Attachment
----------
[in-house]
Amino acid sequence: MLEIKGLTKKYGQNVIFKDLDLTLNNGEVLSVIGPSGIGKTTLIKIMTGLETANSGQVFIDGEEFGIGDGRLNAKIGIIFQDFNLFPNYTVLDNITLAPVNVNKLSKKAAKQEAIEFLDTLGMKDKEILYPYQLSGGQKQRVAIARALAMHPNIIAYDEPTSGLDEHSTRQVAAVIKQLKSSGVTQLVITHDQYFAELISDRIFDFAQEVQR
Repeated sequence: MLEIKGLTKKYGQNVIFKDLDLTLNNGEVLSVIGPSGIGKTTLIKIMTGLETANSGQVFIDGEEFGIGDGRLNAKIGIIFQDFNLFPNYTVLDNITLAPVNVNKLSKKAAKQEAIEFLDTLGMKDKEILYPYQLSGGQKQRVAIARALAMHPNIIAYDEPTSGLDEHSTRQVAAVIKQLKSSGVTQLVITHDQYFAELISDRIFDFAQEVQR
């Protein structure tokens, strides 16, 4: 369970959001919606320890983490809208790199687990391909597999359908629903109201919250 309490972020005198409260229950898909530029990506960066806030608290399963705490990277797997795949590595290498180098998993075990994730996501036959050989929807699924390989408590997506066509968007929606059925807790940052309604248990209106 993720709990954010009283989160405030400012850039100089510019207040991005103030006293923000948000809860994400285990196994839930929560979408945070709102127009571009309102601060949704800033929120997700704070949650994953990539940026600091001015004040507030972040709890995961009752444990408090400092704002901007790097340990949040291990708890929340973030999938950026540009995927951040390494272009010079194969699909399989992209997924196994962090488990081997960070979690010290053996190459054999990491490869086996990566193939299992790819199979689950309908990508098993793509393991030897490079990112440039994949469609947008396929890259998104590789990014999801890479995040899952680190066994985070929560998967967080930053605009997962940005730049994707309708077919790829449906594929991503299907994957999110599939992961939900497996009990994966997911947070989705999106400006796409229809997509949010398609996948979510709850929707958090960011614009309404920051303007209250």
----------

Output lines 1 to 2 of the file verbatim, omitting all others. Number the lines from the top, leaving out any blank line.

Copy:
[in-house]
Amino acid sequence: MLEIKGLTKKYGQNVIFKDLDLTLNNGEVLSVIGPSGIGKTTLIKIMTGLETANSGQVFIDGEEFGIGDGRLNAKIGIIFQDFNLFPNYTVLDNITLAPVNVNKLSKKAAKQEAIEFLDTLGMKDKEILYPYQLSGGQKQRVAIARALAMHPNIIAYDEPTSGLDEHSTRQVAAVIKQLKSSGVTQLVITHDQYFAELISDRIFDFAQEVQR